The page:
The 1930’s radio show “The Shadow” began with the provocative question, “What evil lurks in the heart of men?” And it immediately answered itself, “The Shadow knows!” This flashed in my mind when I read a statement in my Logic textbook. The Logic book said that Orthodox Christianity does not believe in the existence of evil in itself. In other words, evil is not a creative force, but a corrupting force. Evil is the absence of the Good thing that should be there. Evil is not something that God created to balance out Good. Evil is a corruption of Good. Evil is the shadow cast when something stands between the action and it’s Goodness. In other words, there is little to nothing that can be considered “sin” or “evil” or “wrong” in and of itself. On the surface “killing” and “murder” look the same, but they are worlds apart when it comes to the heart motivations, and reasons.
One would be hard pressed to find anyone who wakes up in the morning and decides, “today I’m going to be as evil as I can possibly be.” Sure, you may find plenty who rebel against a competing moral code. Someone may say in so many words, “I’m going to go against the Christian morality.” Or possibly someone may say, “I’m going to be intentionally evil by the standards of liberal intellectuals.” However, people don’t generally decide, “Today I’m going to behave intentionally opposite of my own deeply held beliefs and morals.” John Wilkes Booth didn’t think he was murdering the Great Emancipator. He believed he was destroying a tyrant. Adolph Hitler didn’t believe he was murdering masses of God’s children. He believed he was creating a super race of humans and working toward the greater good. Even when we know we are doing wrong we find some reason why in this circumstance our wrong is really the only possible way we could behave. But, we do not commit real evils just for the sake of committing evils.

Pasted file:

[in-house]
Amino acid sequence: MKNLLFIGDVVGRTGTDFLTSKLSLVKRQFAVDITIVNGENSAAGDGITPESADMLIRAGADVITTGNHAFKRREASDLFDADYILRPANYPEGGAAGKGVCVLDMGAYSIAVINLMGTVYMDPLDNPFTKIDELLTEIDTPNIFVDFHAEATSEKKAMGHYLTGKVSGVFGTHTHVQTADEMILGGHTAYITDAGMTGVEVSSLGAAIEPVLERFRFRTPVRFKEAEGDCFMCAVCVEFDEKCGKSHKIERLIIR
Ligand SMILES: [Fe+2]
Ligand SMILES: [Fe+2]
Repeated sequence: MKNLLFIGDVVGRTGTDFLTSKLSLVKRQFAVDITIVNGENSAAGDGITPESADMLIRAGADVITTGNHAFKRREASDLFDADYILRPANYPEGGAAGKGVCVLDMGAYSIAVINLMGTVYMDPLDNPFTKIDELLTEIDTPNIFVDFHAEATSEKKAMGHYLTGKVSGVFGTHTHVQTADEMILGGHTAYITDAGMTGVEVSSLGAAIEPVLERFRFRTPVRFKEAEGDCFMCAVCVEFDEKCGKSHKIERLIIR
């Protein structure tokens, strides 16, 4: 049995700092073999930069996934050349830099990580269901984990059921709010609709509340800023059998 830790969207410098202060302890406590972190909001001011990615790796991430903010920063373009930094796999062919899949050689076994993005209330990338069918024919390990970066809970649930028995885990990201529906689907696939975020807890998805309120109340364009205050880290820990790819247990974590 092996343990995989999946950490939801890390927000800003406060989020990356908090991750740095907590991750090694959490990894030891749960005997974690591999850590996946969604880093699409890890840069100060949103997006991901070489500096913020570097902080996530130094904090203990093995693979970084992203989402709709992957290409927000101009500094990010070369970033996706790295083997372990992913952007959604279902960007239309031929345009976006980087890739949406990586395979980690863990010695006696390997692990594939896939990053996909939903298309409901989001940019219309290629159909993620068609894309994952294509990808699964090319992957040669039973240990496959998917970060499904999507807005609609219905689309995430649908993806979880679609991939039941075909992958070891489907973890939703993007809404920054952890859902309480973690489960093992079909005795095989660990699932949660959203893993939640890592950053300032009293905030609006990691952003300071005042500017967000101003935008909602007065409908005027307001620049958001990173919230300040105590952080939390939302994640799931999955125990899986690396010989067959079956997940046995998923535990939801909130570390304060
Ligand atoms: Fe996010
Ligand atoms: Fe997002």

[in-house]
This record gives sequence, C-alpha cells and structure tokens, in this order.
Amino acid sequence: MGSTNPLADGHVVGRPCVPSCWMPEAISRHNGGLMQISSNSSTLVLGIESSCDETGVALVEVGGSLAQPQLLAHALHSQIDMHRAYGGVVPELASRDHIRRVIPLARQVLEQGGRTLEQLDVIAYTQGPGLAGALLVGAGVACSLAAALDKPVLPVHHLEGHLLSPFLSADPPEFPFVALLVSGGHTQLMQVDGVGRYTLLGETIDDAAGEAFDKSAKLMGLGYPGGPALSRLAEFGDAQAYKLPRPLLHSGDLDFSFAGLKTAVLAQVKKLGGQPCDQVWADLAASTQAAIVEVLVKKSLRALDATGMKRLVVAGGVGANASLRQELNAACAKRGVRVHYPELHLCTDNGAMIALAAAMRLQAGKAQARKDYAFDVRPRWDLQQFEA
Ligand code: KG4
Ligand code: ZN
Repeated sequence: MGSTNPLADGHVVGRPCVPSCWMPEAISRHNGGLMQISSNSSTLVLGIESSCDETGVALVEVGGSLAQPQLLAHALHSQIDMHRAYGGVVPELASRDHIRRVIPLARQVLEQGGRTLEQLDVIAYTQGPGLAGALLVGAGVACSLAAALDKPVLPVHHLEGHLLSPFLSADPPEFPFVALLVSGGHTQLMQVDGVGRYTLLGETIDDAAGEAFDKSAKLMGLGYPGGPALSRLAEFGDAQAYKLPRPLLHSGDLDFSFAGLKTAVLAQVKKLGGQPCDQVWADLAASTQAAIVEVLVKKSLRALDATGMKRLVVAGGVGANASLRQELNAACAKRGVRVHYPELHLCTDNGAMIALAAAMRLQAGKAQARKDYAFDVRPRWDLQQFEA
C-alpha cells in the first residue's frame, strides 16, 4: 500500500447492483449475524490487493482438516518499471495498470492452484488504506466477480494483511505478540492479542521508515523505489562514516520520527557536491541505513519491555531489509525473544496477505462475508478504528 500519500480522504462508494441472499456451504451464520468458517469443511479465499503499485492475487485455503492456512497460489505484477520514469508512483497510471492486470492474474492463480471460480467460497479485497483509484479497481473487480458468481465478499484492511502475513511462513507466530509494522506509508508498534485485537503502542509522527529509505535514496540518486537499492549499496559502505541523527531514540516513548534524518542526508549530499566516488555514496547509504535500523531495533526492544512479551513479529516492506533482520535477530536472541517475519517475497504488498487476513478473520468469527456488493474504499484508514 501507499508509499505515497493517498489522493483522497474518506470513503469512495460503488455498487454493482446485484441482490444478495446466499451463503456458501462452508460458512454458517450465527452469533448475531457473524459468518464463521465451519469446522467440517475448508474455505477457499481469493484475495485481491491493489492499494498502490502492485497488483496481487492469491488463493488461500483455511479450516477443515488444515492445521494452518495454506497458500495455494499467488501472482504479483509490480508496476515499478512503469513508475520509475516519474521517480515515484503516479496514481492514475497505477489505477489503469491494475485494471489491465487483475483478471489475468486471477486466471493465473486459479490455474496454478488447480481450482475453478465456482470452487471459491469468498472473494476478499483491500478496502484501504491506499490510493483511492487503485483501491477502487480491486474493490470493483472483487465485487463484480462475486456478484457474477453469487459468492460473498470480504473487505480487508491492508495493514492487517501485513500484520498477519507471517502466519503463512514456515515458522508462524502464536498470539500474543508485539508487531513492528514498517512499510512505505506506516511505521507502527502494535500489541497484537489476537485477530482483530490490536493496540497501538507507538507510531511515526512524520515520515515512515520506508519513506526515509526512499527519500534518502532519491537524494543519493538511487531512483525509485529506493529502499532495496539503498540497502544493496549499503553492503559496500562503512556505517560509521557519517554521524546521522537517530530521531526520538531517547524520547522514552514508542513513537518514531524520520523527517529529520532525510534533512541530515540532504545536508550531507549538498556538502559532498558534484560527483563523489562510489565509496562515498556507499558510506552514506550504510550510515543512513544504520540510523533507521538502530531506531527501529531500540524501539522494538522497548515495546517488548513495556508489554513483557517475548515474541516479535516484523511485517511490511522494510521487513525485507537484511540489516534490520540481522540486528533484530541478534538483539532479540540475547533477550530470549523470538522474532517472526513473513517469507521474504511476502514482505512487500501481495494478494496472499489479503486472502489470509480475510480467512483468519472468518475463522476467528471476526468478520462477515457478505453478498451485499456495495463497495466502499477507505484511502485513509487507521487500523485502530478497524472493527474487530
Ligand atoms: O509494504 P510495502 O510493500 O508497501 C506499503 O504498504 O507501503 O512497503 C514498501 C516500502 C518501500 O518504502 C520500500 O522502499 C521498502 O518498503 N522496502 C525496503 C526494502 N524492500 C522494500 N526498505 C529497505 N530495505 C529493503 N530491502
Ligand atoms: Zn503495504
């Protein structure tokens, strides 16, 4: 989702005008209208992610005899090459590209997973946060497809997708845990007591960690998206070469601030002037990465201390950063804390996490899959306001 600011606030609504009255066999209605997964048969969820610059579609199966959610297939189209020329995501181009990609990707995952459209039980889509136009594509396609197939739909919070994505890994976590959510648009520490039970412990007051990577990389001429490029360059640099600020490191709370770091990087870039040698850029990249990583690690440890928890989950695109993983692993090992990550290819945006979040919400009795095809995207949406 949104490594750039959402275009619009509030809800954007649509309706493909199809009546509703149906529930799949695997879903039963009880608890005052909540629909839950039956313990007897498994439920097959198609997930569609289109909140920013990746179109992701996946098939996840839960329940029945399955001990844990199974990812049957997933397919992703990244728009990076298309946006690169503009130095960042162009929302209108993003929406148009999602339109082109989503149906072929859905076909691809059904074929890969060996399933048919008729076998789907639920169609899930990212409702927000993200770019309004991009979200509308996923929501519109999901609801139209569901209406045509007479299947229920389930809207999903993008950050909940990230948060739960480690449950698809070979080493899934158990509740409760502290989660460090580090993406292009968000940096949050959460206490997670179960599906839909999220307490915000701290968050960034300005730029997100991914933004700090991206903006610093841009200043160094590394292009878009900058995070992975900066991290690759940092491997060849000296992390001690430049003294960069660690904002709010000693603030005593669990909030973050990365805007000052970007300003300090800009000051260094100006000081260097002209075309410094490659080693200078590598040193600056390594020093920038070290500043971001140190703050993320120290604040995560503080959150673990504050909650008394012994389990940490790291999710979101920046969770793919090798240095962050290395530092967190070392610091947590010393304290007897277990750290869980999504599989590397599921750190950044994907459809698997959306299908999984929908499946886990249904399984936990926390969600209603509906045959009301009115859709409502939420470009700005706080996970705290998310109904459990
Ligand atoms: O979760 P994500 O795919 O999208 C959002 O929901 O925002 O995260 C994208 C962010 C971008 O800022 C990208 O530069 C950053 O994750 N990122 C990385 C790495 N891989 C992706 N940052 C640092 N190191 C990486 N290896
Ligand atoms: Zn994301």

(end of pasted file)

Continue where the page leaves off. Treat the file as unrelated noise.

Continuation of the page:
So, how does this apply in real life? I mean, it’s well and good to realize that evil is a shadow version of good, but what do I do with that? The answer is twofold. Forgiveness and watchfulness. The Bible teaches us to love our neighbor as ourselves. C.S. Lewis aptly points out that when we love ourselves it does not mean that we feel warm and fuzzy towards ourselves. We don’t always like ourselves or our actions. We truly desire correction and discipline. But with others we tend to favor condemnation and punishment. If we are going to love others the way we love ourselves, then we are to give them the same benefit of the doubt that we give ourselves. We are to forgive.
Forgiveness does not mean that we shield anyone from the consequences of their actions. This does not mean that we allow a non-repentant person to continue to behave in a way that is destructive to those around him. But forgiveness does mean that we avoid viewing that person as “evil.” It means that we look at our neighbor who is behaving in an evil way as exactly the same type of broken person as we are. We do our best to consider how we might act in that person’s circumstances. We do not condecend. We realize that it is only God’s Grace that keeps us free from that sin, and only God’s Grace that keeps others free from our own sin.
The other aspect is watchfulness. When we realize that even the ones who have done the most heinous actions were behaving in ways that they believed to be just and moral (or at least excusable), we can start to look at our own motivations a bit more closely. We can be more aware when we are making excuses. We can be more aware of our own hidden motivations that turn our Good into Evil. We can, with the help of the Spirit, begin to discern exactly what it is that is turning our righteousness into filthy rags.
“The purposes of a man’s heart are deep waters, but a man of understanding draws them out.” – Proverbs 20:5